Audie Award Finalist, Thriller/Suspense, 2014
John Grisham takes you back to where it all began...
John Grisham's A Time to Kill is one of the most popular novels of our time. Now we return to that famous courthouse in Clanton as Jake Brigance once again finds himself embroiled in a fiercely controversial trial - a trial that will expose old racial tensions and force Ford County to confront its tortured history.
Seth Hubbard is a wealthy man dying of lung cancer. He trusts no one. Before he hangs himself from a sycamore tree, Hubbard leaves a new, handwritten, will. It is an act that drags his adult children, his black maid, and Jake into a conflict as riveting and dramatic as the murder trial that made Brigance one of Ford County's most notorious citizens, just three years earlier.
The second will raises far more questions than it answers. Why would Hubbard leave nearly all of his fortune to his maid? Had chemotherapy and painkillers affected his ability to think clearly? And what does it all have to do with a piece of land once known as Sycamore Row?
In Sycamore Row, John Grisham returns to the setting and the compelling characters that first established him as America's favorite storyteller. Here, in his most assured and thrilling novel yet, is a powerful testament to the fact that Grisham remains the master of the legal thriller, nearly 25 years after the publication of A Time to Kill.
PLEASE NOTE: When you purchase this title, a note from the author will be available in your My Library section along with the audio.
©2013 John Grisham (P)2013 Random House Audio
Praise for the novels of John Grisham
"John Grisham is about as good a storyteller as we've got in the United States these days." —The New York Times Book Review
"John Grisham is exceptionally good at what he does—indeed, right now in this country, nobody does it better." —Jonathan Yardley, The Washington Post
"Grisham is a marvelous storyteller who works readers the way a good trial lawyer works a jury." —Philadelphia Inquirer
"John Grisham owns the legal thriller." —The Denver Post
"John Grisham is not just popular, he is one of the most popular novelists of our time. He is a craftsman and he writes good stories, engaging characters, and clever plots." —Seattle Times
"A legal literary legend." —USA Today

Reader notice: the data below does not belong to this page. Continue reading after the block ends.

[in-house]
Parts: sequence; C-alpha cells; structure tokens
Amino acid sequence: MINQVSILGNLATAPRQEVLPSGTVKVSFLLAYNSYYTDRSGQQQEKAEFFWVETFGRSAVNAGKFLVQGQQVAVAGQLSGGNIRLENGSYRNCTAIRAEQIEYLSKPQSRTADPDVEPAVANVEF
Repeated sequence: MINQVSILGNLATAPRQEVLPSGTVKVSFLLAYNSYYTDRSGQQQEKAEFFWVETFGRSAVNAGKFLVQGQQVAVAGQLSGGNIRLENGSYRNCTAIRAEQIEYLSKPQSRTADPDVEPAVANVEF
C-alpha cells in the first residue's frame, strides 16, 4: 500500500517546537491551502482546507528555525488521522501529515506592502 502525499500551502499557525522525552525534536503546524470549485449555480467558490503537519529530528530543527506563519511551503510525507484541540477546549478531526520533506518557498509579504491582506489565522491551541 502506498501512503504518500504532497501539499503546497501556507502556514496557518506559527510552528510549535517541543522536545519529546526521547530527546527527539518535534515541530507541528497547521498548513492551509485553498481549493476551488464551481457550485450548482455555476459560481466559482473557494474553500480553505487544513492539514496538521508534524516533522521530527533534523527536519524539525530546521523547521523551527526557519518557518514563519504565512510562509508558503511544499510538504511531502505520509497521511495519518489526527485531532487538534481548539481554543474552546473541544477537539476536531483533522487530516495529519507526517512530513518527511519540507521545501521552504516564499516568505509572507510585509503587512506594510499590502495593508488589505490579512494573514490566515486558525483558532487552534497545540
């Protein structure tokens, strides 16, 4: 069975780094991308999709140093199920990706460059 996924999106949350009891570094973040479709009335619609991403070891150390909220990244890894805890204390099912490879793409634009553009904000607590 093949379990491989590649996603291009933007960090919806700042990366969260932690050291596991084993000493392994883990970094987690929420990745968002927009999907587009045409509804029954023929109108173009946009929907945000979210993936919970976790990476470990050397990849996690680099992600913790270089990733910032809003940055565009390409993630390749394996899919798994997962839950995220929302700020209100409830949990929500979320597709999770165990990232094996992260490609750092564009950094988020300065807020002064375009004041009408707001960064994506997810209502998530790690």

Might be one of John Grisham's best books....just great entertainment
they where all good
all of them
This is my first and I simply loved it. I just hated to turn the story off.
The suspense on what would happen next.
jake was my favorite
No I prefer to space it out and listen to while doing my daily walking but once the end was near I could not stop listening
Putting together words in sequence to convey the intended meeting is art...and when the narrator hits the pauses and inflections, science!
It is a great story that is enhanced by the narrator
There are sensitivities in this story that are treated with respect and an appropriate knowledge base. Mr. Grisham's content advisors were spot on.
At the risk of understating his performance, Michael Beck's performance was at the level of a genius.
In every slice of life, one can find a circle. There is a place where the circle starts, at one point in time, and the same place where the circle closes, at a different point in time. Sometimes the circle is made for us, but at other times, we make the circle, whether for the good or for evil. Sometimes what we view as the starting point on the circle is actually the ending point, and vice versa; the confusion occurs often because the points are one and the same.
Though the book is long, Grisham is to be commended for a continual stream of intrigue that keeps the desire going. He is a "professional" writer. He is not the professionally trained writer who has delved in lifelong study of literature, classical and otherwise. However, he is skilled at keeping the reader engaged, intrigued and suspended, and ultimately that is what we readers crave. He writes in an everyday language with an ordinary eloquence that fits like well worn jeans.